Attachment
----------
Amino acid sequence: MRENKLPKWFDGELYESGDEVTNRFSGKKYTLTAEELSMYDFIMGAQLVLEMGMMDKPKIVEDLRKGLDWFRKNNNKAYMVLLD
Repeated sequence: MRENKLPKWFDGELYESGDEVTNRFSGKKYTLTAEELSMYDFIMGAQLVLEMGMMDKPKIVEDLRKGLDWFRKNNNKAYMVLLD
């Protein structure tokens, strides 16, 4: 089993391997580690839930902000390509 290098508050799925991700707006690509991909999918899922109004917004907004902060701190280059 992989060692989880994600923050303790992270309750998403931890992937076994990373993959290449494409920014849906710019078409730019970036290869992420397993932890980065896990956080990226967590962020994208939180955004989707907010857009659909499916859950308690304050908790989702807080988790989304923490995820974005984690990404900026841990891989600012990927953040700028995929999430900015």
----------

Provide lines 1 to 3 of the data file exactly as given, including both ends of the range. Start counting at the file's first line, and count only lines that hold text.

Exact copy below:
Amino acid sequence: MRENKLPKWFDGELYESGDEVTNRFSGKKYTLTAEELSMYDFIMGAQLVLEMGMMDKPKIVEDLRKGLDWFRKNNNKAYMVLLD
Repeated sequence: MRENKLPKWFDGELYESGDEVTNRFSGKKYTLTAEELSMYDFIMGAQLVLEMGMMDKPKIVEDLRKGLDWFRKNNNKAYMVLLD
């Protein structure tokens, strides 16, 4: 089993391997580690839930902000390509 290098508050799925991700707006690509991909999918899922109004917004907004902060701190280059 992989060692989880994600923050303790992270309750998403931890992937076994990373993959290449494409920014849906710019078409730019970036290869992420397993932890980065896990956080990226967590962020994208939180955004989707907010857009659909499916859950308690304050908790989702807080988790989304923490995820974005984690990404900026841990891989600012990927953040700028995929999430900015």